Why do we add, and not subtract, the correction term for pressure in [Van der Waals] equation?

Since the pressure of real gases is lesser than the pressure exerted by (imaginary) ideal gases, shouldn’t we subtract some correction term to account for the decrease in pressure?

I mean, that’s what we have done for the volume correction: Subtracted a correction term from the volume of the container V since the total volume available for movement is reduced.

asked Sep 30 ’16 at 15:20

Ram Bharadwaj

— Physics Stackexchange

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Ideal gas law:

However, since in a real gas, there are attractions between molecules, so the measured value of pressure P is smaller than that in an ideal gas:

Also, since the gas molecules themselves occupy some space, the measured value of the volume V is bigger that the real gas really has:

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If we substitute onto the LHS, since , the LHS will be smaller than the RHS:

So in order to maintain the equality, a correction term to the pressure must be added:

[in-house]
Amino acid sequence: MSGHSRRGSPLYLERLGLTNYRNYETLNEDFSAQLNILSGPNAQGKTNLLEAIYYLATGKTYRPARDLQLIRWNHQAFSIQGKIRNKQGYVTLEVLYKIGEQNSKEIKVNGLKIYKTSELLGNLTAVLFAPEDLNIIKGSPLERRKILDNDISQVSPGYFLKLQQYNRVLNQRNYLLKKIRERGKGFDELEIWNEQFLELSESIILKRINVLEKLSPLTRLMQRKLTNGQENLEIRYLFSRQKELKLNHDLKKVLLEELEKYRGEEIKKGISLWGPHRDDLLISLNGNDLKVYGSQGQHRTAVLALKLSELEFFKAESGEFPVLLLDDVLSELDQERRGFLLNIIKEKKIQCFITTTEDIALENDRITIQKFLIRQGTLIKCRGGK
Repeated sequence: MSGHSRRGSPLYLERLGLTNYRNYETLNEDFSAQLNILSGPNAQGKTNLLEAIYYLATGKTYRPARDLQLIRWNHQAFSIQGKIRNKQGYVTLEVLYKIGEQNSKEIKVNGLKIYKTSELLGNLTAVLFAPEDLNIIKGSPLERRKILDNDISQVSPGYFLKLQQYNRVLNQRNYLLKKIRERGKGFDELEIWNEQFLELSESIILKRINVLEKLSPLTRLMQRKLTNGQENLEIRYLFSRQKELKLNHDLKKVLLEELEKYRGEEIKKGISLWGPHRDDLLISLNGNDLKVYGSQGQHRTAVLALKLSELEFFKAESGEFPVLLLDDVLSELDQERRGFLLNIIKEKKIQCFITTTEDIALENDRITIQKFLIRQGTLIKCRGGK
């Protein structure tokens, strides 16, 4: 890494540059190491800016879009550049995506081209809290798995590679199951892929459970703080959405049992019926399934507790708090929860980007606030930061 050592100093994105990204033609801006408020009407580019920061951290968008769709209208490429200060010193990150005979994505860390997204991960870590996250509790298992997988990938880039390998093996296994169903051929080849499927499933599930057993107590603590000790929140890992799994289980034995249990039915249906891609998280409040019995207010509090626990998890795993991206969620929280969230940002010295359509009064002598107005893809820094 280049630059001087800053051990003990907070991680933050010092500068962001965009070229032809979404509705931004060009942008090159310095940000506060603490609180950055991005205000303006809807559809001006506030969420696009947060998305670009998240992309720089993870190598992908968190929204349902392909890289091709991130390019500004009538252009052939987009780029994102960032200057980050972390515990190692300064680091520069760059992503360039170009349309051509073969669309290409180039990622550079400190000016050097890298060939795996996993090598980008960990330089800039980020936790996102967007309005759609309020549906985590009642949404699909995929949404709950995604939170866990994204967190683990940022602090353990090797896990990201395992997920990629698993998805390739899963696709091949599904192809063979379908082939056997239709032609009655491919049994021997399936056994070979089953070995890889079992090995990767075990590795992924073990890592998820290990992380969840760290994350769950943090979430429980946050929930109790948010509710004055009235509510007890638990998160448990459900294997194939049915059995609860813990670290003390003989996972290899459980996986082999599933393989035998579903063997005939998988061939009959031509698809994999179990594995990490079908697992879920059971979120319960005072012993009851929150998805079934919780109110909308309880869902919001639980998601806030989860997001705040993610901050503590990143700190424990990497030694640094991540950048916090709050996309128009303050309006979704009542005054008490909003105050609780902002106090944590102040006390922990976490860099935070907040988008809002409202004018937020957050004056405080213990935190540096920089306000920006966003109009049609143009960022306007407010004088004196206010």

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If we substitute onto the LHS, since that volume is bigger that actual volume available for the gas molecules to move, the LHS will be bigger than the RHS:

So in order to maintain the equality, a correction term to the pressure must be subtracted:

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In other words,

— Me@2018-05-13 03:37:18 PM

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Why? I still do not understand.

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How come

but

?

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How come

but

?

— Me@2018-05-13 03:22:54 PM

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The above is wrong.

The “real volume” has 2 possible different meanings.

One is “the volume occupied by a real gas”. In other words, it is the volume of the gas container.

Another is “the volume available for a real gas’ molecules to move”.

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To avoid confusion, we should define

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Or even better, avoid the terms and altogether. Instead, just consider the relationship between and that between .

Whether is bigger or smaller than ultimately depends on the assumptions and definitions used in the derivation of the ideal gas equation itself.

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— Me@2018-05-13 04:15:34 PM

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